Tears well in Peter Williams' eyes. He's talking about the kindness of strangers that rebuilt the old Mogo church which housed his pottery gallery for the past 40 years.
The strangers in the street who slipped him $50 notes. The pottery societies around the world who donated to the GoFundMe appeal.
The people of the small South Coast town who'd lost everything when fire swept through on New Year's Eve 2019 but pitched in regardless to see a familiar landmark returned to their devastated town.
"It makes you really teary. The humanity has been overwhelming," Mr Williams says.
Peter and his wife Vanessa lost almost everything in the fire - their home, their possessions and four decades worth of art.
"It was horrific. That morning we had to run away. You could see the fireball coming. You could hear it. You could smell it. It was 42 degrees at six o'clock in the morning. We packed up a few things and just took off," he recalls.
About a week before the fire, they were told by the Rural Fire Service their home on the same parcel of land probably wouldn't be saved but the church had a better chance of survival.
"Our house went first. We put all our valuables in the church - all our paintings, birth certificates, passports, books and children's stuff and valuable jewellery, clothes. And it went, too.
"They'd wet it down and they thought they'd saved it. They raced to another job down the street. And they turned around and it just ignited. I wasn't there to see it, thank God."
So rushed was their escape from Mogo, Peter grabbed a handful of shoes, only to discover later they weren't pairs.
Both the home, a Batemans Bay church they bought and transported to the site, and old church were uninsured.
"The insurance on them was about $10,000 a year. As potters we couldn't really afford it so we took a gamble and we lost," Mr Williams says.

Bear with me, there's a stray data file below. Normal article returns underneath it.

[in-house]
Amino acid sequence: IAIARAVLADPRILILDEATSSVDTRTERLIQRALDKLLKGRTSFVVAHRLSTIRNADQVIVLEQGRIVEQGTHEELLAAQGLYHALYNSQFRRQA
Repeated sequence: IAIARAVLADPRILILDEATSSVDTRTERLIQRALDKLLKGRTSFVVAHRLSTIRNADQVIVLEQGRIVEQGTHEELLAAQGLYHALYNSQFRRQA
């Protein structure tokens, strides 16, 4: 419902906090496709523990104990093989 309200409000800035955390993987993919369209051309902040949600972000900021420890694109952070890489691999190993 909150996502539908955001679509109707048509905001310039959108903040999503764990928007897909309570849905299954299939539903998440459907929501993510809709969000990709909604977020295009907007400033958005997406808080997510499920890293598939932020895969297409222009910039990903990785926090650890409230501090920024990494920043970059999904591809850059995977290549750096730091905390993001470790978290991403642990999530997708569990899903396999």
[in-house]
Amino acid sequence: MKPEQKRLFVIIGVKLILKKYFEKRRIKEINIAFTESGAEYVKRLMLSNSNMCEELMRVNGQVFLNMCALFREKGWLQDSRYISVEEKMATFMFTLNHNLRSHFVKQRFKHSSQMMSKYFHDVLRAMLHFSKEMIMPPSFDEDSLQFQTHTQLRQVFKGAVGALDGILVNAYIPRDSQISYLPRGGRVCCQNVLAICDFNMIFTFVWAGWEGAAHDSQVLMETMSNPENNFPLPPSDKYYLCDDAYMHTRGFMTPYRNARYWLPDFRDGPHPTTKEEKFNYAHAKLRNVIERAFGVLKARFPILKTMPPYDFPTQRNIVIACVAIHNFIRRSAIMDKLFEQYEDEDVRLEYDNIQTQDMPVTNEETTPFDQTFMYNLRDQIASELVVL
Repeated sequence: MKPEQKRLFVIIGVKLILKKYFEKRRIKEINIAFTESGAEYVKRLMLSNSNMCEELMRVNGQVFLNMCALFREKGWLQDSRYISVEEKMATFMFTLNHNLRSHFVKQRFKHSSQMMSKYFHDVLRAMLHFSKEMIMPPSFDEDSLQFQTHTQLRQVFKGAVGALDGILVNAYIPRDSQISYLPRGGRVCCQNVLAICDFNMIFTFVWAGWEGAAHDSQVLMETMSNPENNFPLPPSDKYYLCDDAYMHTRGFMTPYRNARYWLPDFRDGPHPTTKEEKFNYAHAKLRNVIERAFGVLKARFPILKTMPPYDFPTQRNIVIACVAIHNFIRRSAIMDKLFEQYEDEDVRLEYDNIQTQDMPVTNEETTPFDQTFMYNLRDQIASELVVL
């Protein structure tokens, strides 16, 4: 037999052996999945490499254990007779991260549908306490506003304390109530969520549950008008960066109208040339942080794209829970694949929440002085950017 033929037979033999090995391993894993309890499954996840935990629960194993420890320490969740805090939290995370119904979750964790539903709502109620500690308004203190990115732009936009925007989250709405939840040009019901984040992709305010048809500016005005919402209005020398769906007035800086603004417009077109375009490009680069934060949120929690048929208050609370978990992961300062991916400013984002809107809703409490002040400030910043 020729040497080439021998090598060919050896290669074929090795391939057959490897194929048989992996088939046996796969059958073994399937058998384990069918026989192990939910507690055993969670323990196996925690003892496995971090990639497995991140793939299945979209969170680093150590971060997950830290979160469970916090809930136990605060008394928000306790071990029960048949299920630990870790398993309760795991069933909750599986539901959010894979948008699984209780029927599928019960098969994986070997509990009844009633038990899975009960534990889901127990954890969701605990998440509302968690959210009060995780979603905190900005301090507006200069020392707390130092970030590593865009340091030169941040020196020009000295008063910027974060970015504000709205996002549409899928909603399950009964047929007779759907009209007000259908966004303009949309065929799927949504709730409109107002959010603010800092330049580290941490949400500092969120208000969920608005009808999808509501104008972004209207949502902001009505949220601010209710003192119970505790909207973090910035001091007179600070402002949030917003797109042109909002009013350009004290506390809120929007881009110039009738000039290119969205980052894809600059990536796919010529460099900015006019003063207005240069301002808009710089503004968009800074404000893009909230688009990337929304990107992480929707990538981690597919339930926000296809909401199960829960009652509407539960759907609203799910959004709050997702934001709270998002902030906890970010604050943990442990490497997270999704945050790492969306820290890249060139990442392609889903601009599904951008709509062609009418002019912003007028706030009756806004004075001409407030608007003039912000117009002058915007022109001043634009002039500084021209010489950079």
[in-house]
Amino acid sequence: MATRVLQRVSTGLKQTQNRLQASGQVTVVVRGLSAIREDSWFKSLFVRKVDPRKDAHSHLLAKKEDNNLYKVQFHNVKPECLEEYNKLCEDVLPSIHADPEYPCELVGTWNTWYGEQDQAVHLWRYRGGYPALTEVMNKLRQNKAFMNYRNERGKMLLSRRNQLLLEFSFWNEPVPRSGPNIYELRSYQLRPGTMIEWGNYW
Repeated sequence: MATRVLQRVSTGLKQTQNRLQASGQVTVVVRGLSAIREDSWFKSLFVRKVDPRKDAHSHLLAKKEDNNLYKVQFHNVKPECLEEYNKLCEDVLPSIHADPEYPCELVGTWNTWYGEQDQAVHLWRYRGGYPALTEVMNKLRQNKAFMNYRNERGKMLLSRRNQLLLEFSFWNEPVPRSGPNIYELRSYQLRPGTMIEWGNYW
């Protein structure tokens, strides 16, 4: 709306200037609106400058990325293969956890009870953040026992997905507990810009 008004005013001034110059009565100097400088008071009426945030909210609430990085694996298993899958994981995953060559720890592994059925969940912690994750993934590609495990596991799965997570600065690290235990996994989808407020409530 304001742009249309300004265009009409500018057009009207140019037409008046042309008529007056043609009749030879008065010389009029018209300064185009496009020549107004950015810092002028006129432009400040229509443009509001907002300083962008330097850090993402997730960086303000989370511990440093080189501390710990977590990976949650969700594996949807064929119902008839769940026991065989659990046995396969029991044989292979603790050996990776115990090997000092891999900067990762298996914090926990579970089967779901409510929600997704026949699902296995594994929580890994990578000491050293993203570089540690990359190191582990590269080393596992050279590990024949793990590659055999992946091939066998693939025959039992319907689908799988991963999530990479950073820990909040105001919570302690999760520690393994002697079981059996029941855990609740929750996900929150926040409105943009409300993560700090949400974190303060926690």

So traumatised by the loss, the couple's first instinct was to up stumps and leave the district. But after four decades in the town, old connections kept them there.
A temporary mall allowed them to open a small gallery and they launched a funding appeal to rebuild the old church.
"It was a symbol of Mogo, a little icon building. It was part of Mogo's heritage. A lot of local people have been christened and married in it so we thought, 'Damn it, we're not going to build a house, we'll build that building'.
"And also there was self-preservation - once that's built we can start making an income again. Then we'll think about getting a house. So it was our priority to build the church."
Word of the funding appeal flashed around the world and, with some government grants thrown in, almost $250,000 was raised.
Peter and Vanessa Williams enlisted the help of local draftsman Peter Fatches, whose home across the road was burnt down.
The Fatches' daughter Adrienne is married to Earthbuild Constructions builder Peter Jirgens, who cut his apprenticeship teeth on heritage buildings in Bowral in the NSW Southern Highlands and leapt at the opportunity to recreate the church.
"This building is quite a prominent landmark. It's visible from the highway; the first thing you see when you enter the town. And it's a formal building of unique significance to the township," Mr Jirgens says.
"When it was gone I spoke to a lot of people who said it just didn't feel right when you drove into town."
Originally built in 1890 from funds collected by the community, all that was left of the old church after the ruins were removed was the granite perimeter base and a steel handrail.
The kiln at the rear of the building withstood the flames, which were so hot, pots left in there were fired.
There were no plans in the Eurobodalla Shire Council archives. So the first challenge presented itself at the drafting stage.
"There was quite a lot of detective work to ascertain the architectural appearance of the building and other considerations like wall heights and window placements," Mr Jirgens says.
The other challenge was working with hardwood.
"Australian hardwood, although it's a beautiful material, is extremely heavy and difficult to work with. This was not like a house made out of painted pine and fibro where you can fill in with No More Gaps. All your cuts need to be really precise and accurate."
As the frame went up and the structure took shape, Mr Jirgens says it generated a sense of rebirth in the town.
"Now seeing it completed with the lights on and everything fully finished, people feel like it's a sense of a new start," he says.
Peter Williams feels the same way, talking about the sense of resurrection after such loss.
"It's a saviour. We were nowhere, we were floundering, and this has given us a base. The community has saved our arses; emotionally ... everything. We feel so grounded now."